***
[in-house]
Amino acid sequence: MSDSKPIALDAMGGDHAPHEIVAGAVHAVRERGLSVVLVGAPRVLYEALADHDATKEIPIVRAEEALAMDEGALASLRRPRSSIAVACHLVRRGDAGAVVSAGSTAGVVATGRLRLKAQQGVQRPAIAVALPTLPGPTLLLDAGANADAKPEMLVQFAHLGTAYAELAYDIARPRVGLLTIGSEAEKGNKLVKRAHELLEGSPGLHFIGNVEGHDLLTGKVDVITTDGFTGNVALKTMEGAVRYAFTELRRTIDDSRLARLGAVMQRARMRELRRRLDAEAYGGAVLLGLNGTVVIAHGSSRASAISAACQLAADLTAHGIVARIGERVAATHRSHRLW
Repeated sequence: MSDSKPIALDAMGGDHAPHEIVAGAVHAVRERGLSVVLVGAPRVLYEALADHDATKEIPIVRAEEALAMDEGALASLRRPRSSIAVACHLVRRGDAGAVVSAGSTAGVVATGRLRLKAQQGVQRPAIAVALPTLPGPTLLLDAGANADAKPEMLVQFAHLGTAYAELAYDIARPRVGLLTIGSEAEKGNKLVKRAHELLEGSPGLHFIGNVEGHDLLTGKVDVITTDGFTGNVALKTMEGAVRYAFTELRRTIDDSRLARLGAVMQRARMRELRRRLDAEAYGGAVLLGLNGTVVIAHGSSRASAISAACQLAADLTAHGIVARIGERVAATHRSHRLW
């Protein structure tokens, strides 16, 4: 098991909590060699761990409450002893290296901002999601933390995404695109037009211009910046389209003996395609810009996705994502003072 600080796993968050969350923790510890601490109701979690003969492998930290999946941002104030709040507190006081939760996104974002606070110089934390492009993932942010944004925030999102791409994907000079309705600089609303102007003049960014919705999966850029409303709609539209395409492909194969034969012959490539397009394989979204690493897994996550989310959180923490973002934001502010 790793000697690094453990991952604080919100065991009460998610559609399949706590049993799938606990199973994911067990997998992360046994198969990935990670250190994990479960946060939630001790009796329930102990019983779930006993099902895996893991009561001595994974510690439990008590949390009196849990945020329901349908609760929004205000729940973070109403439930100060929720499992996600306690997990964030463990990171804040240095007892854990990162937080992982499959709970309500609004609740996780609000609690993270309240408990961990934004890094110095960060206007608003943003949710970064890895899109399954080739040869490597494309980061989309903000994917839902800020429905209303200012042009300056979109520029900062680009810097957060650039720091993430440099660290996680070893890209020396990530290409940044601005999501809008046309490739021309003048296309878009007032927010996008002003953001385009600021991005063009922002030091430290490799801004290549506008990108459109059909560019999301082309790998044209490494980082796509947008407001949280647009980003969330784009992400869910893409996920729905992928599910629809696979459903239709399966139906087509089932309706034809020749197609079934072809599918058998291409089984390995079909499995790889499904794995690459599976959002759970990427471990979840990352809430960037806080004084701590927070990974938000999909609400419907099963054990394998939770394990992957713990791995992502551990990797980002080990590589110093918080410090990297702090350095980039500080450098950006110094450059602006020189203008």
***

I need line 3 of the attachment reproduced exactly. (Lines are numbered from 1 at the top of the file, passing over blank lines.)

Repeated sequence: MSDSKPIALDAMGGDHAPHEIVAGAVHAVRERGLSVVLVGAPRVLYEALADHDATKEIPIVRAEEALAMDEGALASLRRPRSSIAVACHLVRRGDAGAVVSAGSTAGVVATGRLRLKAQQGVQRPAIAVALPTLPGPTLLLDAGANADAKPEMLVQFAHLGTAYAELAYDIARPRVGLLTIGSEAEKGNKLVKRAHELLEGSPGLHFIGNVEGHDLLTGKVDVITTDGFTGNVALKTMEGAVRYAFTELRRTIDDSRLARLGAVMQRARMRELRRRLDAEAYGGAVLLGLNGTVVIAHGSSRASAISAACQLAADLTAHGIVARIGERVAATHRSHRLW